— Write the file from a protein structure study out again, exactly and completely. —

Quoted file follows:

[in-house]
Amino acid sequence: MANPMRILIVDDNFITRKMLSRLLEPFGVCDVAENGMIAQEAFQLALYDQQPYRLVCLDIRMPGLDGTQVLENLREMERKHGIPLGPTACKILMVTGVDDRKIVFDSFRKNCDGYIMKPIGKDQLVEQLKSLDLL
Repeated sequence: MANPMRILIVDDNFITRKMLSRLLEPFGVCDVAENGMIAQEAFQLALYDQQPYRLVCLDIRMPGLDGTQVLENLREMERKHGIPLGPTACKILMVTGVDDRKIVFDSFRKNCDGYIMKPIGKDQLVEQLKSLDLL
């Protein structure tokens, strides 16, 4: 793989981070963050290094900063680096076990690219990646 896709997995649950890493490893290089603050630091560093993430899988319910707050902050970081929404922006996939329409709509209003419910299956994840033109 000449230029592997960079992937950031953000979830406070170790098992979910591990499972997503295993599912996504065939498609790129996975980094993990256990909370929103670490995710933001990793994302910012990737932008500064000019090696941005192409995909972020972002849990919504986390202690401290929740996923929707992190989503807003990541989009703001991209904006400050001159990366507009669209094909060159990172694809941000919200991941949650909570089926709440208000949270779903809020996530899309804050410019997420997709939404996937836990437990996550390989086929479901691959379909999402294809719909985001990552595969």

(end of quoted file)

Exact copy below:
[in-house]
Amino acid sequence: MANPMRILIVDDNFITRKMLSRLLEPFGVCDVAENGMIAQEAFQLALYDQQPYRLVCLDIRMPGLDGTQVLENLREMERKHGIPLGPTACKILMVTGVDDRKIVFDSFRKNCDGYIMKPIGKDQLVEQLKSLDLL
Repeated sequence: MANPMRILIVDDNFITRKMLSRLLEPFGVCDVAENGMIAQEAFQLALYDQQPYRLVCLDIRMPGLDGTQVLENLREMERKHGIPLGPTACKILMVTGVDDRKIVFDSFRKNCDGYIMKPIGKDQLVEQLKSLDLL
């Protein structure tokens, strides 16, 4: 793989981070963050290094900063680096076990690219990646 896709997995649950890493490893290089603050630091560093993430899988319910707050902050970081929404922006996939329409709509209003419910299956994840033109 000449230029592997960079992937950031953000979830406070170790098992979910591990499972997503295993599912996504065939498609790129996975980094993990256990909370929103670490995710933001990793994302910012990737932008500064000019090696941005192409995909972020972002849990919504986390202690401290929740996923929707992190989503807003990541989009703001991209904006400050001159990366507009669209094909060159990172694809941000919200991941949650909570089926709440208000949270779903809020996530899309804050410019997420997709939404996937836990437990996550390989086929479901691959379909999402294809719909985001990552595969």